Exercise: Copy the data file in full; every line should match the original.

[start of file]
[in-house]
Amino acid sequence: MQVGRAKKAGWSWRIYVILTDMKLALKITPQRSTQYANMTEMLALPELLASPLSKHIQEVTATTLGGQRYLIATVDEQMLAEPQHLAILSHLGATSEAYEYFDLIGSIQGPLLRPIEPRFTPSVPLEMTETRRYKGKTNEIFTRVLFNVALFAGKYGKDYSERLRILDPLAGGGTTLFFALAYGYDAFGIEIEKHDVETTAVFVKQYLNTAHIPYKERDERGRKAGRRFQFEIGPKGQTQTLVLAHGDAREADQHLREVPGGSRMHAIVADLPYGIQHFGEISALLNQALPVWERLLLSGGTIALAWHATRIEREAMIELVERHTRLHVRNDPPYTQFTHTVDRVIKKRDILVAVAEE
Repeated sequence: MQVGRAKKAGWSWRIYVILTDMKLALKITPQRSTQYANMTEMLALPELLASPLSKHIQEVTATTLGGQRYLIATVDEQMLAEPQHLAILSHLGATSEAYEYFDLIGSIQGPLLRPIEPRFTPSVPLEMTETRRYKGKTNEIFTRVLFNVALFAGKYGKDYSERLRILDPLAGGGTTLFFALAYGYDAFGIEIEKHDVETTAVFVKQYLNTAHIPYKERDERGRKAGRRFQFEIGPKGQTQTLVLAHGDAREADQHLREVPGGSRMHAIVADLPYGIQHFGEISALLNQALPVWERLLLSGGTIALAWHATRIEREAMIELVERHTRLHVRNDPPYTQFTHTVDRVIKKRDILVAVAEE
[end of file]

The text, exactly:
[in-house]
Amino acid sequence: MQVGRAKKAGWSWRIYVILTDMKLALKITPQRSTQYANMTEMLALPELLASPLSKHIQEVTATTLGGQRYLIATVDEQMLAEPQHLAILSHLGATSEAYEYFDLIGSIQGPLLRPIEPRFTPSVPLEMTETRRYKGKTNEIFTRVLFNVALFAGKYGKDYSERLRILDPLAGGGTTLFFALAYGYDAFGIEIEKHDVETTAVFVKQYLNTAHIPYKERDERGRKAGRRFQFEIGPKGQTQTLVLAHGDAREADQHLREVPGGSRMHAIVADLPYGIQHFGEISALLNQALPVWERLLLSGGTIALAWHATRIEREAMIELVERHTRLHVRNDPPYTQFTHTVDRVIKKRDILVAVAEE
Repeated sequence: MQVGRAKKAGWSWRIYVILTDMKLALKITPQRSTQYANMTEMLALPELLASPLSKHIQEVTATTLGGQRYLIATVDEQMLAEPQHLAILSHLGATSEAYEYFDLIGSIQGPLLRPIEPRFTPSVPLEMTETRRYKGKTNEIFTRVLFNVALFAGKYGKDYSERLRILDPLAGGGTTLFFALAYGYDAFGIEIEKHDVETTAVFVKQYLNTAHIPYKERDERGRKAGRRFQFEIGPKGQTQTLVLAHGDAREADQHLREVPGGSRMHAIVADLPYGIQHFGEISALLNQALPVWERLLLSGGTIALAWHATRIEREAMIELVERHTRLHVRNDPPYTQFTHTVDRVIKKRDILVAVAEE